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Judicial Reforms in Pakistan


Judicial Reforms

Pakistan is going through the most tumultuous phase of its history. The country is facing existential threat not only from “without” but also from “within”. Besides security threat, the political system is collapsing as the political leadership is fast losing credibility. Democracy continues to disappoint the electorates as institutions erode owing to rampant corruption and bad governance. In such circumstances, the emergence of Judiciary as an independent and impartial institution was seen as a ray of hope amid doom and gloom. However, it has failed to live up to the aspirations of the people.  If one had any doubt, the establishment of Military Courts which were introduced into the judicial system by the 21st Amendment to the Constitution is a vivid illustration of the fact. There is an urgent need to introduce reforms in the judicial institution of the country. Any such measure must commence from little introspection into the working of the system and introduce reforms which make the institution synchronized with the growing needs of the modern times.

Pakistan Judicial system is based on the Anglo-Saxon model introduced by the British in India. Pakistan adopted the laws enacted by the “Raj” government with little modification. Our Civil and Criminal procedure codes are more than hundred years old. These laws are not outdated and do not cater the needs of modern times. For instance, under Civil Procedure Code process of summoning is same which was hundred years ago. No measure has been introduced to utilize modern means of communication for effecting service on defendant or witness. We are still obsessed with process serving agency, which is employing hundred years old mechanism to serve summons. It then should not be come as a surprise that most of summonses are not served properly and courts pass ex-parte decrees against persons, who do not even have slightest idea that a case has been instituted against him. This is a reason why we have large number of applications for setting aside ex-parte decree/proceedings are pending in the courts, wasting precious court time and expense of the parties.

The average time for the case to be finally decided in Pakistan is 15 to 20 years. People have lost faith in the judicial system mainly due to its inability to provide timely justice. Our medieval procedural laws provide enough lacunas to be exploited for delaying trial indefinitely. Further, our Courts are already over burdened and we have not developed any mechanism curbing or even discouraging frivolous litigation. All this have contributed in the ad infinitum procrastination in the courts. Unless, the system delivers speedy justice to the litigants, we cannot be able to restore peoples’ confidence in the judicial system.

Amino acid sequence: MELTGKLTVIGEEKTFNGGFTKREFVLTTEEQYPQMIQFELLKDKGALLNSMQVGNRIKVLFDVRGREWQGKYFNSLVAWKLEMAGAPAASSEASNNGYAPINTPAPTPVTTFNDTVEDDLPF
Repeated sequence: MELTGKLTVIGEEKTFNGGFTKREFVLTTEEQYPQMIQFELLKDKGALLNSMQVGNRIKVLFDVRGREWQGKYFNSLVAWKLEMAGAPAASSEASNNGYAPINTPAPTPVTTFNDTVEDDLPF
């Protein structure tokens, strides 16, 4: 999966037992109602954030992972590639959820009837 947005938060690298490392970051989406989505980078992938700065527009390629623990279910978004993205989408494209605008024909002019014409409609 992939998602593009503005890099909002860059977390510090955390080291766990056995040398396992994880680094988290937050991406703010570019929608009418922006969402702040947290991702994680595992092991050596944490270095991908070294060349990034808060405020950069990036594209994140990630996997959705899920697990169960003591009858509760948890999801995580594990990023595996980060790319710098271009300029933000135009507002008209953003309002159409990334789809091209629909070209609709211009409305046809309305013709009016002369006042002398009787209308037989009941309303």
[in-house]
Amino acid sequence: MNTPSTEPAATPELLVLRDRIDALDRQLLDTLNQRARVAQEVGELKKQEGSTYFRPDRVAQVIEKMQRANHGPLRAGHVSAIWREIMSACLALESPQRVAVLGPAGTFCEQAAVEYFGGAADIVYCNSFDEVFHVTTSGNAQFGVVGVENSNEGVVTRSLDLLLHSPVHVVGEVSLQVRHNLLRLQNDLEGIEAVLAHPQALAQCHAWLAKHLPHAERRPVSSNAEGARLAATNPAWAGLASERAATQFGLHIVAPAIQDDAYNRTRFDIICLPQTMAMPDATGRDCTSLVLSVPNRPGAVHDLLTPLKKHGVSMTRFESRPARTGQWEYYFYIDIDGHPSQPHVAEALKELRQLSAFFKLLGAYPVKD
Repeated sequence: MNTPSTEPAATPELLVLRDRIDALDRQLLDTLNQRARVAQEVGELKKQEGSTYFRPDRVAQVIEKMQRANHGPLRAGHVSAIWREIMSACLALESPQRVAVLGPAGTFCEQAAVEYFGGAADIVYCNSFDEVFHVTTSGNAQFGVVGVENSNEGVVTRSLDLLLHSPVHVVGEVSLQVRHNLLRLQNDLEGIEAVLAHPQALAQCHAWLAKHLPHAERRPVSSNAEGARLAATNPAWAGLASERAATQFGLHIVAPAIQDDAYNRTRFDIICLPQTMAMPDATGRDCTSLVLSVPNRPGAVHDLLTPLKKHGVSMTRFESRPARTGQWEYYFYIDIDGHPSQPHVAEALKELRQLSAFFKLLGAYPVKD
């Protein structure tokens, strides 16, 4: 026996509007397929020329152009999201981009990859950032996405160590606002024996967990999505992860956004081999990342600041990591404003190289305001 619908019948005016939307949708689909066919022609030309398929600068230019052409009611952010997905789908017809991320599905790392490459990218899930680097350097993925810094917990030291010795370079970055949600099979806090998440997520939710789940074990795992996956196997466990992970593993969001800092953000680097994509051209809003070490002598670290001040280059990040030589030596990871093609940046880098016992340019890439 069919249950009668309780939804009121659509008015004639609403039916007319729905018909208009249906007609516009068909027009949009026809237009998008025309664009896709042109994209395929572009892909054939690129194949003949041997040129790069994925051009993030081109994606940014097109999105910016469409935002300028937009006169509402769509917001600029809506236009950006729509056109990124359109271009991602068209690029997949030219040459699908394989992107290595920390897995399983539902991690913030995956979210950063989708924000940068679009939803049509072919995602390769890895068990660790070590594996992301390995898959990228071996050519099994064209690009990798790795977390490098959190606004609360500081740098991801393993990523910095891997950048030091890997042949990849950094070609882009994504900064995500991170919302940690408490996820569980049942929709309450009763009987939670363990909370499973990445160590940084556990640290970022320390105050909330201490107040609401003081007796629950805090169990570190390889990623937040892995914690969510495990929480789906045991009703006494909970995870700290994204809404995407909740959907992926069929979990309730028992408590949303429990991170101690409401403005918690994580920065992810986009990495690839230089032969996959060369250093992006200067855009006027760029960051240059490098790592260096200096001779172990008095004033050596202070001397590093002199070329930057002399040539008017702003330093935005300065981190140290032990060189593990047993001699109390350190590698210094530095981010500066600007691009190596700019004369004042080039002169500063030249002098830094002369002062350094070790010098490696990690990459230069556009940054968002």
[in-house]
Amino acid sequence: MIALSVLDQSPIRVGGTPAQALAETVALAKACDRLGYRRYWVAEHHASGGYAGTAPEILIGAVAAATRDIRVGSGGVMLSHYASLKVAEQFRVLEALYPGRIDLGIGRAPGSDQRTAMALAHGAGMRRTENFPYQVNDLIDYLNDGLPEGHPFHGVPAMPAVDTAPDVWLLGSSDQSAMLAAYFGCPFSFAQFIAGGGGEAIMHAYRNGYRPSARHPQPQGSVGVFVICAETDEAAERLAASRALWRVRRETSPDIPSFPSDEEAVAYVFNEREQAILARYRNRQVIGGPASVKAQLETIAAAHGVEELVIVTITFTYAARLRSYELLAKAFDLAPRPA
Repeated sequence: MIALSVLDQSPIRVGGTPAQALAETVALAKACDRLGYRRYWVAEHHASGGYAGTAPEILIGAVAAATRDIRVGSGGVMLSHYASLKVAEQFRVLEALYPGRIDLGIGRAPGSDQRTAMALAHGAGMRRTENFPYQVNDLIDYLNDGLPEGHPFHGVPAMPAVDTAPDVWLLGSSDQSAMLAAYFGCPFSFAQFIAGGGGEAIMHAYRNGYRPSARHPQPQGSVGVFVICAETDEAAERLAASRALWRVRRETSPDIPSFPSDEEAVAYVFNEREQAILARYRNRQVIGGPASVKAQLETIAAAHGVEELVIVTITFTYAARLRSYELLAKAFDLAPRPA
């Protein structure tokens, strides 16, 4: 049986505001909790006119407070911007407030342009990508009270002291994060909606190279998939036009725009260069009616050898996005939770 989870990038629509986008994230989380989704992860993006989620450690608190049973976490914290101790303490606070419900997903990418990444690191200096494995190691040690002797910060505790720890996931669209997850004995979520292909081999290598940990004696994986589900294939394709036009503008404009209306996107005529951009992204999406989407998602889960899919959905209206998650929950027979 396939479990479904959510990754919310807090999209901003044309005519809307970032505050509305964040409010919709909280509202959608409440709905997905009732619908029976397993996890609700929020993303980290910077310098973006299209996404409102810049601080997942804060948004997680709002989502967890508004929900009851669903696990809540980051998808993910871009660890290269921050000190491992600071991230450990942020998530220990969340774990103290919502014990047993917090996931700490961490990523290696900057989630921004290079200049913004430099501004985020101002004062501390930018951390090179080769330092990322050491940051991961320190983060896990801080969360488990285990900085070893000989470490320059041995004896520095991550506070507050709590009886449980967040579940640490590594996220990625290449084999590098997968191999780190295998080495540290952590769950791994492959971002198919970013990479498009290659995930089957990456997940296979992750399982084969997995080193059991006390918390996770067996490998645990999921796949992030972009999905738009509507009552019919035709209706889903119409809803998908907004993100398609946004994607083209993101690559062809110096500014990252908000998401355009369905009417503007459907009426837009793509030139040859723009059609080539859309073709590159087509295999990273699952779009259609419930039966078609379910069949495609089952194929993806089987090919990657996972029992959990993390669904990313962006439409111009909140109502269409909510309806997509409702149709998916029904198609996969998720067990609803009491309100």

The interaction of common citizens with judicial system come at lower courts and that is the place where we have most of the problems. Few suggestions have been penned down here to enhance the efficiency of the judicial system.

  1. The reforms should aim at improving the efficiency of the judicial system. For this purpose, the mechanism to timely decide cases without unnecessary delay be introduced. A party who has been guilty of delaying the case should be burdened with heavy costs.
  2. The effective mechanism should be introduced aimed at curbing frivolous litigation. Here again not only the unmeritorious case be thrown out of the court at the earliest stage of hearing but also exemplary costs be imposed for wasting court and other party’s time.
  3. The outdated and redundant laws should be amended and updated to meet the demands of 21st Similarly, punishments of fine provided in PPC should commensurate with modern valuation of money.
  4. A major portion of Pakistan’s population is illiterate and simple. It is thus, imperative that judicial process should also be simple so that common litigant can comprehend the its process. Undue technical laws like Court Fees Act and Suits Valuation Act be amended accordingly.
  5. The judiciary must be given financial autonomy and should be responsible for the financial management of the courts individually and as a whole, within the budgets allocated to them.
  6. The maximum number of cases per judge be fixed so that court is not overburdened with cases and give proper time and attention to cases pending before it. The cases which are in excess of the quota of judges be sent to pool and be taken up once the cases already pending are disposed of.
  7. The specialized courts should be introduced and judges be given special training on their subject to increase their efficiency and quality of work.
  8. The remuneration of judges and magistrates must remain commensurate with their professional responsibility and high public duty. This is particularly important so as to minimize the needs or pretexts for financial corruption.
  9. Judges should be empowered and protected so that decisions be made without any fear and favour to any person. Judicial independence must be ensured.

Judiciary is the principal organ of the state. If Judiciary fails in the discharge of its duties, there would be chaos and panic in the country. Pakistan’s judiciary is fast losing it’s confidence in the people. It is high time that necessary reforms be introduced so that people faith is restored in the Judiciary and our beloved country make witness real progress and harmony.



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